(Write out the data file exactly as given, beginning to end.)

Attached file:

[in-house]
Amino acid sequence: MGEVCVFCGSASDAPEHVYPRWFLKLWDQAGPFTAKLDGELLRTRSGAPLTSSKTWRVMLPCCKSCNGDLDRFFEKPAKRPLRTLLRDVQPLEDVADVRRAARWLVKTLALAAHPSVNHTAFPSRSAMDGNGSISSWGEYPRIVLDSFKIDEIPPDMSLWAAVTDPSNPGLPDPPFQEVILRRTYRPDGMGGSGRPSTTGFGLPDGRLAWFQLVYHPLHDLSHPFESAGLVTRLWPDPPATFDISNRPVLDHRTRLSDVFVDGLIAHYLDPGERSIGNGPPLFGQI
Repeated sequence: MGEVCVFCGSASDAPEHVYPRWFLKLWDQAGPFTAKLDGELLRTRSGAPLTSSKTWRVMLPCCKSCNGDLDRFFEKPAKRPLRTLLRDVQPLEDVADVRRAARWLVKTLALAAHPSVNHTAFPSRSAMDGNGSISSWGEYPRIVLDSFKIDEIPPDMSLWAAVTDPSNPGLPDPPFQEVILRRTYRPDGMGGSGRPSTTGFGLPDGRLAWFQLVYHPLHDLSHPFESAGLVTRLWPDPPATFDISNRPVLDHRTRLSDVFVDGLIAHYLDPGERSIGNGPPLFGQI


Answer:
[in-house]
Amino acid sequence: MGEVCVFCGSASDAPEHVYPRWFLKLWDQAGPFTAKLDGELLRTRSGAPLTSSKTWRVMLPCCKSCNGDLDRFFEKPAKRPLRTLLRDVQPLEDVADVRRAARWLVKTLALAAHPSVNHTAFPSRSAMDGNGSISSWGEYPRIVLDSFKIDEIPPDMSLWAAVTDPSNPGLPDPPFQEVILRRTYRPDGMGGSGRPSTTGFGLPDGRLAWFQLVYHPLHDLSHPFESAGLVTRLWPDPPATFDISNRPVLDHRTRLSDVFVDGLIAHYLDPGERSIGNGPPLFGQI
Repeated sequence: MGEVCVFCGSASDAPEHVYPRWFLKLWDQAGPFTAKLDGELLRTRSGAPLTSSKTWRVMLPCCKSCNGDLDRFFEKPAKRPLRTLLRDVQPLEDVADVRRAARWLVKTLALAAHPSVNHTAFPSRSAMDGNGSISSWGEYPRIVLDSFKIDEIPPDMSLWAAVTDPSNPGLPDPPFQEVILRRTYRPDGMGGSGRPSTTGFGLPDGRLAWFQLVYHPLHDLSHPFESAGLVTRLWPDPPATFDISNRPVLDHRTRLSDVFVDGLIAHYLDPGERSIGNGPPLFGQI